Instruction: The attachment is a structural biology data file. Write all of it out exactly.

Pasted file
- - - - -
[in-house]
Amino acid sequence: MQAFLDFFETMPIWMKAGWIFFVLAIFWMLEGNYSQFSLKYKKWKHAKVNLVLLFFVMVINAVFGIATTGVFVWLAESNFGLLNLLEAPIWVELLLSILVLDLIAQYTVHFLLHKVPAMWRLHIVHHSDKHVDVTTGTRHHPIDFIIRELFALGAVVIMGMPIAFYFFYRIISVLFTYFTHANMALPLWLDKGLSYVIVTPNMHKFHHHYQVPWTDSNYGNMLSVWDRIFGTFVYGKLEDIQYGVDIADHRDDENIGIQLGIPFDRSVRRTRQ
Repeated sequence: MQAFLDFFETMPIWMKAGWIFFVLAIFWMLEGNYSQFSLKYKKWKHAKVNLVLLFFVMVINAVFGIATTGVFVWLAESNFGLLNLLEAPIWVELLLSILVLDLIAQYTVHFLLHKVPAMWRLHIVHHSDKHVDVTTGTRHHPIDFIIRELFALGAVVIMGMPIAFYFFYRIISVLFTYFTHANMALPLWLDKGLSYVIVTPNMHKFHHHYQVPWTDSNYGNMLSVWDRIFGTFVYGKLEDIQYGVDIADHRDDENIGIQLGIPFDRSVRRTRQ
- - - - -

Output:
[in-house]
Amino acid sequence: MQAFLDFFETMPIWMKAGWIFFVLAIFWMLEGNYSQFSLKYKKWKHAKVNLVLLFFVMVINAVFGIATTGVFVWLAESNFGLLNLLEAPIWVELLLSILVLDLIAQYTVHFLLHKVPAMWRLHIVHHSDKHVDVTTGTRHHPIDFIIRELFALGAVVIMGMPIAFYFFYRIISVLFTYFTHANMALPLWLDKGLSYVIVTPNMHKFHHHYQVPWTDSNYGNMLSVWDRIFGTFVYGKLEDIQYGVDIADHRDDENIGIQLGIPFDRSVRRTRQ
Repeated sequence: MQAFLDFFETMPIWMKAGWIFFVLAIFWMLEGNYSQFSLKYKKWKHAKVNLVLLFFVMVINAVFGIATTGVFVWLAESNFGLLNLLEAPIWVELLLSILVLDLIAQYTVHFLLHKVPAMWRLHIVHHSDKHVDVTTGTRHHPIDFIIRELFALGAVVIMGMPIAFYFFYRIISVLFTYFTHANMALPLWLDKGLSYVIVTPNMHKFHHHYQVPWTDSNYGNMLSVWDRIFGTFVYGKLEDIQYGVDIADHRDDENIGIQLGIPFDRSVRRTRQ